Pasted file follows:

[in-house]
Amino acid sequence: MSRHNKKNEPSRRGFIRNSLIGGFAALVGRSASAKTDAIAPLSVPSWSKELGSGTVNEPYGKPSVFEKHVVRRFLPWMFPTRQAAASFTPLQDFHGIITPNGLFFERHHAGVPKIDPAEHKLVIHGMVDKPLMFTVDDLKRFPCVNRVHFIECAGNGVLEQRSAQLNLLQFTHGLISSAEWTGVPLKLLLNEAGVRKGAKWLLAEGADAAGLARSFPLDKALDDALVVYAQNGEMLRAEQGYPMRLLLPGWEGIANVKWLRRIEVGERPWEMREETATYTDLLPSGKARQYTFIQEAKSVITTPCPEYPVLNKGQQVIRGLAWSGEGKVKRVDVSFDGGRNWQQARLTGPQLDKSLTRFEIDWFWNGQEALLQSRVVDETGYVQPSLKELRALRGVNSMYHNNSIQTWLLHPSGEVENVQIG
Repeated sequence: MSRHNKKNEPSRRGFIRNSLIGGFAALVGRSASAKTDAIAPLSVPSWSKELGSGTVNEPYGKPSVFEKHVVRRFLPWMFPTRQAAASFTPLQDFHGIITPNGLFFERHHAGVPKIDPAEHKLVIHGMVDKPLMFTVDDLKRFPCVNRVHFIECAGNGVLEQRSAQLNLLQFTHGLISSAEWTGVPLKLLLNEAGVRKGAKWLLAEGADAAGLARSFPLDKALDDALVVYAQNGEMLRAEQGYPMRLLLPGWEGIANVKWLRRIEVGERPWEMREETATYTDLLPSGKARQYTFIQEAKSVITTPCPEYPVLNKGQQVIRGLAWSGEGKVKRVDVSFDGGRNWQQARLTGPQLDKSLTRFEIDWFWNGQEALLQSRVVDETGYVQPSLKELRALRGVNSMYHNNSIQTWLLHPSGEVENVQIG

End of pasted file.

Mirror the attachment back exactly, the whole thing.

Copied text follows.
[in-house]
Amino acid sequence: MSRHNKKNEPSRRGFIRNSLIGGFAALVGRSASAKTDAIAPLSVPSWSKELGSGTVNEPYGKPSVFEKHVVRRFLPWMFPTRQAAASFTPLQDFHGIITPNGLFFERHHAGVPKIDPAEHKLVIHGMVDKPLMFTVDDLKRFPCVNRVHFIECAGNGVLEQRSAQLNLLQFTHGLISSAEWTGVPLKLLLNEAGVRKGAKWLLAEGADAAGLARSFPLDKALDDALVVYAQNGEMLRAEQGYPMRLLLPGWEGIANVKWLRRIEVGERPWEMREETATYTDLLPSGKARQYTFIQEAKSVITTPCPEYPVLNKGQQVIRGLAWSGEGKVKRVDVSFDGGRNWQQARLTGPQLDKSLTRFEIDWFWNGQEALLQSRVVDETGYVQPSLKELRALRGVNSMYHNNSIQTWLLHPSGEVENVQIG
Repeated sequence: MSRHNKKNEPSRRGFIRNSLIGGFAALVGRSASAKTDAIAPLSVPSWSKELGSGTVNEPYGKPSVFEKHVVRRFLPWMFPTRQAAASFTPLQDFHGIITPNGLFFERHHAGVPKIDPAEHKLVIHGMVDKPLMFTVDDLKRFPCVNRVHFIECAGNGVLEQRSAQLNLLQFTHGLISSAEWTGVPLKLLLNEAGVRKGAKWLLAEGADAAGLARSFPLDKALDDALVVYAQNGEMLRAEQGYPMRLLLPGWEGIANVKWLRRIEVGERPWEMREETATYTDLLPSGKARQYTFIQEAKSVITTPCPEYPVLNKGQQVIRGLAWSGEGKVKRVDVSFDGGRNWQQARLTGPQLDKSLTRFEIDWFWNGQEALLQSRVVDETGYVQPSLKELRALRGVNSMYHNNSIQTWLLHPSGEVENVQIG